Interview // Spiritualized
I spoke to Jason Spaceman ahead of Spiritualized’s appearance at Body & Soul this weekend.
Originally printed in the Irish Sun on Friday, June 15 2012.
Jason Pierce – a.k.a. Jason Spaceman – overcame a near-fatal liver disease to release the darkly comic Songs in A&E in 2008, and with follow-up Sweet Heart Sweet Light the face behind Spiritualized has set his sights on disproving the notion that rock n’ roll is a dead art form.
“I’m absolutely in love with rock n’ roll – it’s very much part of my life and part of what makes me who am I, and I don’t want to see it die this kind of painful death,” speaks Pierce from the London home where he wrote the band’s seventh album.
“People think it’s all over. The record is infused with this kind of melancholy as well – that there’s more to come, yet there’s a kind of sadness that some of the great things have already gone.
Strangely, it was the re-release and revival tour of Spiritualized’s classic 1997 album, Ladies and Gentlemen We Are Floating in Space, in 2009 that convinced Pierce of the need to reinvigorate both the band and rock n’ roll in general, to arrest its decline into a backward-looking nostalgia trip.
“I was horrified at the state of this great music that I love, that it seemed to be folding back on itself, that everybody seems to be looking backwards and saying, ‘these were the great moments, ten years ago; fifteen years ago, here’s another one.’
“And I was even more horrified that I seemed to be joining in with everybody by performing Ladies and Gentlemen. So the influence was really twofold. One was the only way to push this music into the future was to make new great records, not to keep turning and looking backwards.
“Also, it was not to repeat myself, not to just do the same again. So in a weird way, Ladies and Gentlemen was a kind of ‘negative’ influence on the record, if you like. You could take any one of my tracks and put it on any one of the albums and it would fit, but it was important just to point the vehicle in a forward direction.”
That’s easier said than done, however, and Pierce is as reluctant as anybody to pinpoint exactly how anybody could expect to transform a style of music that enjoys such a long and rich history: “I think music evolves really, really slowly, and sometimes what people perceive as great leaps into the future are just big stylistic changes, you know?”
He continues: “It moves forward like any evolution – slowly – and in the areas that make the changes, there are things going wrong, or things not being fully realised or fully formed. So it’s really hard to tell at the moment of change, but I think a few albums down the line I might know exactly where it was leading to.”
The album’s lead single and opening track proper, ‘Hey Jane,’ is proof of just how tangled and wrapped up rock n’ roll is in its own illustrious past.
“I wanted to make a pop record. The Velvet Underground record that was a real influence was Loaded – it was that thing where it was all about melody. There is a reference on ‘Hey Jane’ to ‘Sweet Jane’. It’s weird because I’m trying to make a record that’s not looking back and referencing things from the past.”
Though essentially a rock n’ roll band, Spiritualized’s music has always encapsulated a wide variety of sounds from the shoegazing, Phil Spector-influenced wall of sound approach to more classic influences like gospel and blues. However, while the god-fearing vocabulary of that kind of music seeps through in his lyrics, Pierce insists he is in no way religious, despite his recent brush with death.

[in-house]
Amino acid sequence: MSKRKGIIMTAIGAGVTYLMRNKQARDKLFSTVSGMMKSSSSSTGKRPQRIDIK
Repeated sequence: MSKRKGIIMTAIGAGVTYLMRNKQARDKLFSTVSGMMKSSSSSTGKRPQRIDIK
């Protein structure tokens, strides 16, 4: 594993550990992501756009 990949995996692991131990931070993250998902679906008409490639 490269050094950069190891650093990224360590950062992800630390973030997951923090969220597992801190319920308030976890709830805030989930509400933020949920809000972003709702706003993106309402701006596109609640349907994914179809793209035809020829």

“I read something about Brian Wilson’s ‘God Only Knows,’ about how god is in the title but it has absolutely nothing to do with god or religion – it’s about how great it is to love somebody. I think that my language is like that.
“When I first got into the Velvet Underground, I read that Lou Reed had said that doo-wop is the sound of angels. I listened to doo-wop music for about two years straight, and I realised recently that a lot of the language comes from Dion and the Belmonts and that kind of stuff.
“The language is all full of stuff like “heaven sent me an angel” and “I ask the lord above,” but they’re essentially love songs.”
Spiritualized’s previous incarnation, Spacemen 3, famously titled a record Taking Drugs to Make Music to Take Drugs to, but it was medication of an entirely different kind that fuelled the recording of Sweet Heart Sweet Light.
“I was diagnosed with liver disease and that put a real full stop on my lifestyle. I did treatment to get rid of it, and then made the record on those drugs, so it was kind of the best circumstances to make a record.
“I don’t really think about what I’m writing – I don’t think ‘this is the kind of record I’m going to make’ – I just write what seems relevant at the time. It’s just honest, you know? If somebody’s going to invest time and money in your music, you’ve got to be telling them the truth.”
In fact, Pierce insists that his illness has had little to no impact, positive or negative, on the way he looks at the world: “I was waiting for an epiphany. There are people who say they got ill and then they got better and suddenly their life changed. I was kind of waiting for it, because I was a certain person before I was ill, and disappointingly I was the same person when I came back!”
More than anything, he’s happy to be back on the road with new music in tow: “I love touring more than anything. I love playing live music – it’s way more interesting, and it doesn’t come with the weightiness of trying to capture something to record.
“I know music travels – that’s the idea – but sometimes it just fits. You’re in a certain part of the world and you play a certain piece of music and it makes complete sense, and that’s what touring is to me.”
Spiritualized play Body & Soul in Ballinlough Castle, Westmeath from June 22-24.